Whoever was responsible for these candid images of Hitler, their historical significance cannot be denied. “It is rare to come across easy-going photographs of him that wouldn’t have got through the censorship,” Harper explained. “Especially during the height of the Second World War.”
In fact, many of the images suggest a surprising level of trust between Hitler and the photographer. For example, one depicts the Fuhrer’s desk at Berlin’s Reich Chancellery. Others show several of the aircraft used by the Nazi Party during the war.
Interestingly, many of the photos were taken at the Berghof, Hitler’s retreat in the Bavarian Alps. Some look eerily like typical souvenir images, depicting the surprisingly serene scenery. Perhaps the most striking image, however, is one of Hitler on a rooftop overlooking the mountains. In it, he can be seen reclining in a chair as he studies some papers.
The photographs also depict the terrifying rise in the popularity of the Nazi Party. Groups of women and children are shown cheering Hitler, smiling as they give the Nazi salute. There are also snaps of torchlight rallies, which provide a better reflection of the party’s sinister nature.
In addition, the album offers a rare insight into the everyday lives of some of Hitler’s closest associates. One photograph shows the leader of the SS, Heinrich Himmler, grinning as he strolled through the countryside. Another depicts a crowd of small children cheering Joseph Goebbels, one of the main orchestrators of the Holocaust.
Most intriguing, however, are the photographs that show Hitler himself in moments when he was off guard. They include shots of him greeting crowds of supporters and giving a smiling salute as he walked down a garden path.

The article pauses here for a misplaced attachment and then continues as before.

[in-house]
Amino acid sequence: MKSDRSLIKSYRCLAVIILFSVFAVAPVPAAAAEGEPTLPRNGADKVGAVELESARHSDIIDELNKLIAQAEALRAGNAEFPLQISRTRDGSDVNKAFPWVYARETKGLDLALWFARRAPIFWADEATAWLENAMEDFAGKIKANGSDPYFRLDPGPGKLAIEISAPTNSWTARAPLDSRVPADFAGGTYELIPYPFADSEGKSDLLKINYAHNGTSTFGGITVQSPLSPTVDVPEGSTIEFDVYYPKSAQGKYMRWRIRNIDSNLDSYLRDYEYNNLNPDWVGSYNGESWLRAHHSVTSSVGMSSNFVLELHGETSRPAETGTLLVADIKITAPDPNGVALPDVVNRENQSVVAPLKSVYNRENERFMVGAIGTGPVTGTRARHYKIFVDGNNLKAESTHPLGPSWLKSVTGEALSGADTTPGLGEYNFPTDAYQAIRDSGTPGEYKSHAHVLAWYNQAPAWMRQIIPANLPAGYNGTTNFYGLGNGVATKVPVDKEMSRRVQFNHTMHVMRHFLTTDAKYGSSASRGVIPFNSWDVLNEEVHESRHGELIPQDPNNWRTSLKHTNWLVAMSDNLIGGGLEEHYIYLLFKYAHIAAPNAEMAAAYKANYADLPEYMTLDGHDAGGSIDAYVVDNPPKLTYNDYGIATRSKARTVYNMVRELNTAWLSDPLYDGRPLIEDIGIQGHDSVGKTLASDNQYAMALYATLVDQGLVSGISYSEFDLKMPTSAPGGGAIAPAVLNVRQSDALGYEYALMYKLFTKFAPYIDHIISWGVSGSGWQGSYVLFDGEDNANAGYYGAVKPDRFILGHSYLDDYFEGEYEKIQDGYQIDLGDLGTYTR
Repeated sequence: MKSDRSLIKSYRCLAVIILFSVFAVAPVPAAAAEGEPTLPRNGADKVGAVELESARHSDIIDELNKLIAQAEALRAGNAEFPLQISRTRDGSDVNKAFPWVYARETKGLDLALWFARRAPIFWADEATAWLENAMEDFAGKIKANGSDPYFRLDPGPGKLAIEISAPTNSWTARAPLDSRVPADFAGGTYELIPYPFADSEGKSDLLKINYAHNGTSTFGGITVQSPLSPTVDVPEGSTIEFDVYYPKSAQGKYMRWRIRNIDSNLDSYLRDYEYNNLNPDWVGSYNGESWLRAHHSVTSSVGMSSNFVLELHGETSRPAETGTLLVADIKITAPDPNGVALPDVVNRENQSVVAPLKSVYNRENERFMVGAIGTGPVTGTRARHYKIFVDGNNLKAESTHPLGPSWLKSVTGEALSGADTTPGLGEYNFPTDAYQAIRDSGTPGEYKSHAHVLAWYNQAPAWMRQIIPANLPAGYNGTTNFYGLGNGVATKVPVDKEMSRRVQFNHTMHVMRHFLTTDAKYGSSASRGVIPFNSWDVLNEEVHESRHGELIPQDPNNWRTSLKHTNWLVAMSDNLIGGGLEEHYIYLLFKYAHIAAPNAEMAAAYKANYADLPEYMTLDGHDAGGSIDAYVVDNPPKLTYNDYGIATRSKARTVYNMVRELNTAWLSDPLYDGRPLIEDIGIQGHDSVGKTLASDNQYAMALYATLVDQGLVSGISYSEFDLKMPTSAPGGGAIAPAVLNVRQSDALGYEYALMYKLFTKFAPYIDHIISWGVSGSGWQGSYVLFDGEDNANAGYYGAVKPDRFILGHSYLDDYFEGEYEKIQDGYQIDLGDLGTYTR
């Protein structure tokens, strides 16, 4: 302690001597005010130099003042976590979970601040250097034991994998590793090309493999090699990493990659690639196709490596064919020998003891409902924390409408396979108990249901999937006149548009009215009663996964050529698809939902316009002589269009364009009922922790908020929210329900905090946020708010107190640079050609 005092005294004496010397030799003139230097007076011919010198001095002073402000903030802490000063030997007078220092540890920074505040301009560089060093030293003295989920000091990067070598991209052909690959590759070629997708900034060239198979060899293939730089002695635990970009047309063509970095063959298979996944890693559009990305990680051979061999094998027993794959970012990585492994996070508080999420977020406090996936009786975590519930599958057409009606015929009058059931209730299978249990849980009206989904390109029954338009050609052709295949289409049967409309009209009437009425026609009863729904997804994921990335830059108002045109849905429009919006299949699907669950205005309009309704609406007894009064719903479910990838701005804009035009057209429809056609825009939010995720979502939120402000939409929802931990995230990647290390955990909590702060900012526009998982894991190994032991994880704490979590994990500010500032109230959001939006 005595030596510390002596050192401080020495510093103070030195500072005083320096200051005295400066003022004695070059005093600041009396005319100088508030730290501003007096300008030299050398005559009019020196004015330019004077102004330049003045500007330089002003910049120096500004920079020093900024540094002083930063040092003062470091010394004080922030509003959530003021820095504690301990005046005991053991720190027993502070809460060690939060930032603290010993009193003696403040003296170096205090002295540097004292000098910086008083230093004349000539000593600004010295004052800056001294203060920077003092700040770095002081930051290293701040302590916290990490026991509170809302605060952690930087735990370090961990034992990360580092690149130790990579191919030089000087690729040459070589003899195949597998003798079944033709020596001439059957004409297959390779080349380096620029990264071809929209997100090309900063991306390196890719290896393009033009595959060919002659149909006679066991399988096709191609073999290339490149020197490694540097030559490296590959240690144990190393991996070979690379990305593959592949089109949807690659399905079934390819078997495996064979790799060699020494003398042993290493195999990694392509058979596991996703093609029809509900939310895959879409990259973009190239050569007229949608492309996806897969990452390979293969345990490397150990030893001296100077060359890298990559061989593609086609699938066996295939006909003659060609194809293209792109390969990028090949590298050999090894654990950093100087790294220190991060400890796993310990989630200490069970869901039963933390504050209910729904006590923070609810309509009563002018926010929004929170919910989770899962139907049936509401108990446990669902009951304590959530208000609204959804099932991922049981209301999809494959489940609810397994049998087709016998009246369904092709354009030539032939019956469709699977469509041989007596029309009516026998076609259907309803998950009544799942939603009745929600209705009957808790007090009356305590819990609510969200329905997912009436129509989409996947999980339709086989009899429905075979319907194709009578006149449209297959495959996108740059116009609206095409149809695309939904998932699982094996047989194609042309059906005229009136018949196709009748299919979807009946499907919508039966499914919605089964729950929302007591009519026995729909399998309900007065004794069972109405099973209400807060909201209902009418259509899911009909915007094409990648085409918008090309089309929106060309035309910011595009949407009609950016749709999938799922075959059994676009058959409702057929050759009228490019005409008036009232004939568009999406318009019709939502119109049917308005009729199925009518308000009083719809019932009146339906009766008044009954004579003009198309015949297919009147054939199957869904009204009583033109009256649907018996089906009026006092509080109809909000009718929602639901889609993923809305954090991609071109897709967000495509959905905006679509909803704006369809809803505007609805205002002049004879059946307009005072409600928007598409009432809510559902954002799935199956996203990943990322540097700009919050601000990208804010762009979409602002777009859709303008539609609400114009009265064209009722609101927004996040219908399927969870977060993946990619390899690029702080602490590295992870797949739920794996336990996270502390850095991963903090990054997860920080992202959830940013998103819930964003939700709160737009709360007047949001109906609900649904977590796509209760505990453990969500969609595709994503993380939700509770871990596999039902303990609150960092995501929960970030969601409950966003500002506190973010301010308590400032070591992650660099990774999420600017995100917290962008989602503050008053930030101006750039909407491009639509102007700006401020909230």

After making the amazing discovery in Hitler’s bunker, Dean claimed the album for himself. Then, in the 1980s, he sold it to a private collector. After changing hands once again, the album went up for auction on 15 March, 2017 – more than 70 years after it was first discovered.
C&T Auctions, which oversaw the sale, knew that it had an incredible piece of history on its hands. “Very few significant artifacts liberated from the Fuhrer Bunker in 1945 exist today in the open market,” Harper explained. “Especially with such concrete provenance dating all the way back to the time of liberation.”
Although he admitted that the album held a somewhat macabre appeal, Harper believed that it would be bought by someone who wanted to own an important piece of history. Before the auction, which was held in Royal Tunbridge Wells, England, experts estimated that the photographs could fetch around $23,000.
On the day, however, the album did far better. Eventually, it was sold to a mystery bidder for a staggering $41,000. While it is not yet known what the new owner will do with the photographs, their auction has allowed the public a rare glimpse into the everyday life of one of the world's most notorious butchers.